I have built a platform bed using 90%+ cedar (all but some quarter round and the legs).

My plan was to use raw, food grade flax / linseed oil to finish it. I like the idea of the raw oil not having chemicals added. Plus, I’ve used this on cedar shelves and love the depth of color it brings to the wood. Since this is an indoor piece and made in cedar, it doesn’t seem to me that there is a need to apply multiple coats to protect it (correct me if I’m wrong on this), so I’m not too worried about drying time - I just want to get one good coat on.

My primary concern is the fact that it takes longer (days to weeks?) to oxidize than boiled linseed oil. If I put the bed on the frame before it fully oxidizes/cures, is there a risk of combustion?

I’m not putting the oil on the slats that the bed sits on, but it would be on the inside of the top layer of trim (about about 3/4” deep). This would be covered by the side of the bed. Thoughts??

1 Answer 1


My primary concern is the fact that it takes longer (days to weeks?) to oxidize than boiled linseed oil.

Weeks at least, possibly months. Indoors, if the conditions aren't ideal, it could take a year or more before the overwhelming smell of linseed oil dissipates1.

If I put the bed on the frame before it fully oxidizes/cures, is there a risk of combustion?

The risk of spontaneous combustion from linseed oil (and other drying oils, as well as products made from them including varnish and products like "Danish oil") is from any bundled rags that are wet with them.

If the oil is applied to the wood and then wiped away to nothing, as it's supposed to be, the amount of oil that might come out of the wood into the bed is going to be very small indeed. Enough to cause minor oil staining at worst.


Since you asked, you don't need to be overly concerned about the 'chemicals' added to most commercial BLOs. I won't sway you if you've made your mind up, but this is of potential value to future readers.

The metallic drying agents added to most versions of BLO are no concern once the finish is on the wood and it has cured2. The primary health risk is to the worker .....just as it is from wood dust, see next point.... and you can easily protect yourself from any contact during application by simply wearing gloves. There's no need to wear a mask of any kind.

In this case what makes the decision not to use a finishing product because of the chemicals it contains a little asymmetrical is there are compounds that are of concern in the wood used. The awesome smell of red cedar is from chemical compounds. And those in red cedar are actually a known irritant.

1 Only possible to generalise here, being a natural product linseed oil varies and it can be surprising just how much variation there is (the colour range alone gives an indication of this).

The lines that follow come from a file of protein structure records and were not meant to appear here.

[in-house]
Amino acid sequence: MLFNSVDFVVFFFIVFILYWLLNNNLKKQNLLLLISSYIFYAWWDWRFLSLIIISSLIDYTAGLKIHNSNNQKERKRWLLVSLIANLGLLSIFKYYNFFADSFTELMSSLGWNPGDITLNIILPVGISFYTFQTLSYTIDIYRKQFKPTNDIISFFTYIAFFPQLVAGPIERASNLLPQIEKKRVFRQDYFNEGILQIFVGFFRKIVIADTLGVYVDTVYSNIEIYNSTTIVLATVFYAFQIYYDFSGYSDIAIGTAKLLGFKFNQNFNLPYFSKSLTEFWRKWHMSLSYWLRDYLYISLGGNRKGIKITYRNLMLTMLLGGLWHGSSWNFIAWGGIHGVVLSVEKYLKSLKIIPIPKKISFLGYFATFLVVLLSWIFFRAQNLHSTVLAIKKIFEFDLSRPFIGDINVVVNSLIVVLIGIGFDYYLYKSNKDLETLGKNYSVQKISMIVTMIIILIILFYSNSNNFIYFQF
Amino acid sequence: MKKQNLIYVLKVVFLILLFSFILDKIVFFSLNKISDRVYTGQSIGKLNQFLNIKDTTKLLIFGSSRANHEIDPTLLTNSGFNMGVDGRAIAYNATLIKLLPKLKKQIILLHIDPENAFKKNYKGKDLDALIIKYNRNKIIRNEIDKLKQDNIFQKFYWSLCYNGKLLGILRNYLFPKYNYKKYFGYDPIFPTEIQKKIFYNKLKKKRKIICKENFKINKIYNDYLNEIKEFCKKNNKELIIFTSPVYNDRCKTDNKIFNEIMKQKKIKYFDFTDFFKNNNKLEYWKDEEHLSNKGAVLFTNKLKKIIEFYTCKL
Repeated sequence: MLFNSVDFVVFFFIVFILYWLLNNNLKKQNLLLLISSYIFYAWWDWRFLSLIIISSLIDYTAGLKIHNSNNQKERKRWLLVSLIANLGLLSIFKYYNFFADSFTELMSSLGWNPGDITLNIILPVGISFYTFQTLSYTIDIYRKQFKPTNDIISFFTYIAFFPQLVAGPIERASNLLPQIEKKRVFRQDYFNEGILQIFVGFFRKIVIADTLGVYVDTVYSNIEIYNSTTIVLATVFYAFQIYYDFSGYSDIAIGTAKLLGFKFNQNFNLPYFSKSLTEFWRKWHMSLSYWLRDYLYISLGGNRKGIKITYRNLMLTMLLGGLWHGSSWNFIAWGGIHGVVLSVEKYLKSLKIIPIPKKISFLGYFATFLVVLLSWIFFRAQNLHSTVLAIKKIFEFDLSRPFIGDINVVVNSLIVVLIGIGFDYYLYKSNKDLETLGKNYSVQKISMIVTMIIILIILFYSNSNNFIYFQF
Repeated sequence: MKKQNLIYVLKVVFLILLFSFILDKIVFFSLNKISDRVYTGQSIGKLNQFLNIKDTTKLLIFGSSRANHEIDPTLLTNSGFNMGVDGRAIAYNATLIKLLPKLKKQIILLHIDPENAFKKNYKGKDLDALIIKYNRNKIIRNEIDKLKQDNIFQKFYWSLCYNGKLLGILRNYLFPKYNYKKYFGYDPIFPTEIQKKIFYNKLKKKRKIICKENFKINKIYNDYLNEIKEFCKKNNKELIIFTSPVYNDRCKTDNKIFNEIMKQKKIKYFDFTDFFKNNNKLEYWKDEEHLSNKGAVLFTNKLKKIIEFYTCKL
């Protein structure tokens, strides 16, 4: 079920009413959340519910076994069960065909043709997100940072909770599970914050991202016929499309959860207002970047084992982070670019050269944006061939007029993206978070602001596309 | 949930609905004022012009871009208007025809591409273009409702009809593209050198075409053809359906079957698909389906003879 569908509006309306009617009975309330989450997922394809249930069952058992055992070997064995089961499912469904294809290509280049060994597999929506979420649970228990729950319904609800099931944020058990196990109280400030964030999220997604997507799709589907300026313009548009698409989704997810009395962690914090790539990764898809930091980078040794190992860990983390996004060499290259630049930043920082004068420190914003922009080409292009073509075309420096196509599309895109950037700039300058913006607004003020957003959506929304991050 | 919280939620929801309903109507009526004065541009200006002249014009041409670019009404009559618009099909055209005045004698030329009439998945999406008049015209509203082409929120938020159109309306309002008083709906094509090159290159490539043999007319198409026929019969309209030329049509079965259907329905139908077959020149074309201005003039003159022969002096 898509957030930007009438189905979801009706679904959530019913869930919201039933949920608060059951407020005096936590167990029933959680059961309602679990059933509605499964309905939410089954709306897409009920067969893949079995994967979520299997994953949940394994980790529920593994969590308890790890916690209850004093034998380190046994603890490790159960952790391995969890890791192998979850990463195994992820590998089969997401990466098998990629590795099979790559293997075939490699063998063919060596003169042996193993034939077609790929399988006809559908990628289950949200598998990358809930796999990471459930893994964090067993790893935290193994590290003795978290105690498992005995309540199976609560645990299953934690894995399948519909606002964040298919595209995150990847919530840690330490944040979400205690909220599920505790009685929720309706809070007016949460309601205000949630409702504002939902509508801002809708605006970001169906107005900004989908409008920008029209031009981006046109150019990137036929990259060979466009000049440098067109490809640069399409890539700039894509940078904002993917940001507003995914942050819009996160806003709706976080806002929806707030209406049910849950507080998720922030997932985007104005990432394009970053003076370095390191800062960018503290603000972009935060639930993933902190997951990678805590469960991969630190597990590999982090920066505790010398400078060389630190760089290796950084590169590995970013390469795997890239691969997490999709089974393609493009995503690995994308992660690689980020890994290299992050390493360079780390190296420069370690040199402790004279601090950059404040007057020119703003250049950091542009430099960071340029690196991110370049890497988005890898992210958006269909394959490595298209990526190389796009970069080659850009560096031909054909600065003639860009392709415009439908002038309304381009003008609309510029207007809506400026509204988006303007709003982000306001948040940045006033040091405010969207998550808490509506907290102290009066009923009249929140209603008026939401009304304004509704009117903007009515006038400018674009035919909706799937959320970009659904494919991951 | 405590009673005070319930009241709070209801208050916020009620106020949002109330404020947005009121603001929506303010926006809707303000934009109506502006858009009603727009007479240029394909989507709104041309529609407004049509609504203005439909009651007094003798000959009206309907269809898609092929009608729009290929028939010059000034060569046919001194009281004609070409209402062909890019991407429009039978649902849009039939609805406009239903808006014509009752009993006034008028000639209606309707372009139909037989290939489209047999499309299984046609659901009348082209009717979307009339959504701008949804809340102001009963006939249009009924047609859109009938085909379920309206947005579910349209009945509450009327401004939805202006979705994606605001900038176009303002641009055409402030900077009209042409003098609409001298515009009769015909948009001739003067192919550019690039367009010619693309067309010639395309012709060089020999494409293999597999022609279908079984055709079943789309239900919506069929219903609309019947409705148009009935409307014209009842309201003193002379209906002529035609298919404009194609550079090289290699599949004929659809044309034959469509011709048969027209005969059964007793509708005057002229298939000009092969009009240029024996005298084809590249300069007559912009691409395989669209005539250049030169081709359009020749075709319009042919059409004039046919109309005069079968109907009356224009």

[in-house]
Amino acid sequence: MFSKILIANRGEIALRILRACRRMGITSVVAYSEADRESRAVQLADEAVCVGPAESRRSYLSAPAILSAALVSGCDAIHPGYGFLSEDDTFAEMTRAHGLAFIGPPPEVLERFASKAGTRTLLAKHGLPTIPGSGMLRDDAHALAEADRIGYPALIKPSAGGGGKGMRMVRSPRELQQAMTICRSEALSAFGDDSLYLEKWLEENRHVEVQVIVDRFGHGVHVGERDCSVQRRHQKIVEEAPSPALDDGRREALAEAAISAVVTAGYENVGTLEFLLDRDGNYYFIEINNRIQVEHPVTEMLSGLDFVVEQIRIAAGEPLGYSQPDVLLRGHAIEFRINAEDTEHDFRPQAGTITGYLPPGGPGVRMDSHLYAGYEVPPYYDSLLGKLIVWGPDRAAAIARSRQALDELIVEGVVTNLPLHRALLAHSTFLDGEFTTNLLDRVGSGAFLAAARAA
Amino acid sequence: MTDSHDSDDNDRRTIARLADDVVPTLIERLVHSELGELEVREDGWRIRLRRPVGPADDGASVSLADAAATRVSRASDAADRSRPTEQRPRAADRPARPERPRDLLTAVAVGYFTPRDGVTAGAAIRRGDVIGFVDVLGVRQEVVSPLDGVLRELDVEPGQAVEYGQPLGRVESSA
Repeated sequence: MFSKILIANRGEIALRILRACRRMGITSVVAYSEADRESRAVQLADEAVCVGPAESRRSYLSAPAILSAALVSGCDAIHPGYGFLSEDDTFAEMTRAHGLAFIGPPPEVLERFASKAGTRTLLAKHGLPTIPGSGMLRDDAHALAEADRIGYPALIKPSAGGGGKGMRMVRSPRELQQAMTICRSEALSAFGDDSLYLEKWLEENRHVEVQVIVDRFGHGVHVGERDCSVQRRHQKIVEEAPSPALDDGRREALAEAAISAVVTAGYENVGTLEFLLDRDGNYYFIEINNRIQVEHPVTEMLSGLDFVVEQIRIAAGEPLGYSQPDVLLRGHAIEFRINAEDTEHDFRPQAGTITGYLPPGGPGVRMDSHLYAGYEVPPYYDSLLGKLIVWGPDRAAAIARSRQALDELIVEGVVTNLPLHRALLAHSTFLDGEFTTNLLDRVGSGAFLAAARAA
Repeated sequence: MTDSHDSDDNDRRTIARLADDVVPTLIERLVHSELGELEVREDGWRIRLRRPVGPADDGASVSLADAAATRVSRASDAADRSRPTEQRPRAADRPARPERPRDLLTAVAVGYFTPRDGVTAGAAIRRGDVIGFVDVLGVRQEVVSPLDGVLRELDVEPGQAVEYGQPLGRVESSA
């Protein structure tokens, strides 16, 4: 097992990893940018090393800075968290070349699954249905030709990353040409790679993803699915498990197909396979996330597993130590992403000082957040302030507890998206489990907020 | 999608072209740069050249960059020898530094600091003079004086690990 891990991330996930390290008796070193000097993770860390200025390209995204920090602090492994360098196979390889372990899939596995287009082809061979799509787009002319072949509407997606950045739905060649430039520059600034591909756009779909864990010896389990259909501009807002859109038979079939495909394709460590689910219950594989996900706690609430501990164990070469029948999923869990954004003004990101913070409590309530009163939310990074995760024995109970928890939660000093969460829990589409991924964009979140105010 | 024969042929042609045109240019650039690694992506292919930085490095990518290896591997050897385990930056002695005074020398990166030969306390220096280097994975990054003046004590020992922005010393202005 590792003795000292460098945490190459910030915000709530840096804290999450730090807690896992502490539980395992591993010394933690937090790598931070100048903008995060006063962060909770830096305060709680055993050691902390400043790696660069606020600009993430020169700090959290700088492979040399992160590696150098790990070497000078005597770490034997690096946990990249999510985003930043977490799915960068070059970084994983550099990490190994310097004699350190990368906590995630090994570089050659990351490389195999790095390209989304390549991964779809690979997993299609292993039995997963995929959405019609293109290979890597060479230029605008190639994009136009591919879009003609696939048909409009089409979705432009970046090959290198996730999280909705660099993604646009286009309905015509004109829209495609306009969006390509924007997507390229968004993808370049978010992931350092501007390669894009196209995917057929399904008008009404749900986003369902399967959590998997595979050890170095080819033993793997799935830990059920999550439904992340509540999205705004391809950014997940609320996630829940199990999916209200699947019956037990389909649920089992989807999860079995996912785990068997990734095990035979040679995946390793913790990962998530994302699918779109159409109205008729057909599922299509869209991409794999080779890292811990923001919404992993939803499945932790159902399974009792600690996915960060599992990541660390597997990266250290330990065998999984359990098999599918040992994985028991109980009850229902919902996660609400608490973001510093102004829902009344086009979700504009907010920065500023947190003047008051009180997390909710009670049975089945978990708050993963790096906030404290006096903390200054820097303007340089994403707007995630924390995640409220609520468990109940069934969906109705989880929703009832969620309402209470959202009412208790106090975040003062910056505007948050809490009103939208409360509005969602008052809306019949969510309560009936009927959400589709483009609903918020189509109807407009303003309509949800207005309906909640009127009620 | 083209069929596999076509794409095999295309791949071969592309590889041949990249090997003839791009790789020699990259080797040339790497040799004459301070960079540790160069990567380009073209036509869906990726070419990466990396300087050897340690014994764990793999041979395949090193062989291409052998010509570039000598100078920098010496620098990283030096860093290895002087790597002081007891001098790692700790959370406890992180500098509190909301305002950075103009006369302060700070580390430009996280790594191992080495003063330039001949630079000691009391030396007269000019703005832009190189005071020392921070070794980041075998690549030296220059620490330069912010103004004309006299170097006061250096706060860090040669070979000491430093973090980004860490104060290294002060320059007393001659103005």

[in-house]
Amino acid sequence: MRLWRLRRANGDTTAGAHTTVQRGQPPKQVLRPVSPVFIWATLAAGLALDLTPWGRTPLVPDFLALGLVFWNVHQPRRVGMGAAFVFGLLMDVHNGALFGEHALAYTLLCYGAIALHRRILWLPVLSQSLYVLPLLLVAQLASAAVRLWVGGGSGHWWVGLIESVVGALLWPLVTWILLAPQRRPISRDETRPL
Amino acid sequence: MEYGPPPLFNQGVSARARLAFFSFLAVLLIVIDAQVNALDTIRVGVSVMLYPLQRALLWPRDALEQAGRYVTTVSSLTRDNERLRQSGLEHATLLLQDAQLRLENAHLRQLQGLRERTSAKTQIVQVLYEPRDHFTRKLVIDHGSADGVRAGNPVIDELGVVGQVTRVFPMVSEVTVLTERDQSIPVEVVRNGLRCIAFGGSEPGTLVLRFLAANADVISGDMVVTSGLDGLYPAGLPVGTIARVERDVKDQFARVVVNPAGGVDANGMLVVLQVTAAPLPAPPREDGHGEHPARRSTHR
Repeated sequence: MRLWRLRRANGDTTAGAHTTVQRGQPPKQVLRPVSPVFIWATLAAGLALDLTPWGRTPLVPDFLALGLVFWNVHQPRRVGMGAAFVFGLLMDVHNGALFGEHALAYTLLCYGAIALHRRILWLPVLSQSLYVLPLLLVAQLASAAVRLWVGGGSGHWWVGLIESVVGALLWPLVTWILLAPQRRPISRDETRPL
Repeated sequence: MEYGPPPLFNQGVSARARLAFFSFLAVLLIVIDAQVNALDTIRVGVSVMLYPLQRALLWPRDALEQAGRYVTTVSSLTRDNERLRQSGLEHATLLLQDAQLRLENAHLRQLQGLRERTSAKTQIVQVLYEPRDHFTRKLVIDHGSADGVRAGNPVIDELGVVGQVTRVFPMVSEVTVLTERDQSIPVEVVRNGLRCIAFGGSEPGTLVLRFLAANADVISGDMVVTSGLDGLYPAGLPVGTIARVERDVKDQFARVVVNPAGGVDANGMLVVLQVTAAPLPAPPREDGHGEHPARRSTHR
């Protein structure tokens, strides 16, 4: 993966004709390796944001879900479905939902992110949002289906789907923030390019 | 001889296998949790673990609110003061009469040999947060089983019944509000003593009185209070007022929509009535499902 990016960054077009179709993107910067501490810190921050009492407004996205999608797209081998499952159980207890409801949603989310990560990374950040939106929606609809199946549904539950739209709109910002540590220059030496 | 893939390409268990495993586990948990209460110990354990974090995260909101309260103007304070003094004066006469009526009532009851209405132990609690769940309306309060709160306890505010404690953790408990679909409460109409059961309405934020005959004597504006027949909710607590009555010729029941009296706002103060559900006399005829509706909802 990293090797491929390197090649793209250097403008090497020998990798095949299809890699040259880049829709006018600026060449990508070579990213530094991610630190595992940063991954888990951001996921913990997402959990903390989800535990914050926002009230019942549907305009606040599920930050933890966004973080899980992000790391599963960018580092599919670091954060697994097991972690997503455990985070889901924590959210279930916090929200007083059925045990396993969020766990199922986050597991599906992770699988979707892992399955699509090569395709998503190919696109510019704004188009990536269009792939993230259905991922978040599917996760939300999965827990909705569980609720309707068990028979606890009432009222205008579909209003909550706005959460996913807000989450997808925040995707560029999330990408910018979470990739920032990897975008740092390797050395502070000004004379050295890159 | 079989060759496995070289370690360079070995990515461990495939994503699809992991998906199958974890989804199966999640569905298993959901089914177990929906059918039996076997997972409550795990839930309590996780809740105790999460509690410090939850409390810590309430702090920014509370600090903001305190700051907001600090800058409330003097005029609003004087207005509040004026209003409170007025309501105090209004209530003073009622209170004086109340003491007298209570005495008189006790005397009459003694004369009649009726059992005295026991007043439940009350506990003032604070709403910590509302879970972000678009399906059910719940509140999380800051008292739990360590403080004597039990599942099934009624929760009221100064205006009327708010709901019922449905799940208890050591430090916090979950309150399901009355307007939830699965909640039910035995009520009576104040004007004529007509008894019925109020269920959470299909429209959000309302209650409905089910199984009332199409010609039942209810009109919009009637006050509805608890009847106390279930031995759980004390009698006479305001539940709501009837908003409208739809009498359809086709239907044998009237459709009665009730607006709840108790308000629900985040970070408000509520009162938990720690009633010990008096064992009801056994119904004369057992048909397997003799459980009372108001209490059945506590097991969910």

2 Where they are OK even if used for surfaces that will contact food, which gives a fairly realistic idea of the actual risk they pose from incidental skin contact with wood finished with them.

  • Thanks for the detailed response. I went with boiled linseed oil to play it safe (after the work to build the furniture, no sense in risking it with a product that could prove problematic). The odor and the absorbtion/drying time has been very similar to the raw linseed oil I used for shelves - sounds like that was likely circumstantial / luck of the draw though.
    – Adam
    Jan 13, 2019 at 5:11
  • I think that was a good call as you'll get more reliable results from BLO. The initial 'drying' time for oils is always hard to judge, because unless there was some liquid oil left on the surface somewhere (always a bad thing) how to tell from the wood? The full curing period for BLO (and most varnishes, and products that contain varnish incidentally) is invariably given as "about a month" to allow a safety margin for different conditions, but essentially full cure can be determined fairly accurately by whether there is any odour when you smell it with your nose right near the surface. [contd]
    – Graphus
    Jan 13, 2019 at 6:45
  • This is where you'll really notice the slow curing of raw oils, because the smell can sometimes linger for more than four weeks. The last time I used a raw linseed oil myself (for an exterior project, I'd never use it for something intended for indoors as there's no point) I could still smell the oil at week six and it may have finally petered out sometime after month two but life got in the way and I forgot to continue to check.
    – Graphus
    Jan 13, 2019 at 6:49
  • What led you to use raw oil on your exterior project?
    – Adam
    Jan 14, 2019 at 13:59
  • Raw oil is the oil of choice for exterior use, BLO isn't recommended. This is if you're using oil at all, in fact it's not advised for wetter climates such as the British isles and that's one of the things I was testing for...... and confirmed, black staining (fungal attack) set in before the end of the first year once it was outside in the weather.
    – Graphus
    Jan 15, 2019 at 6:05

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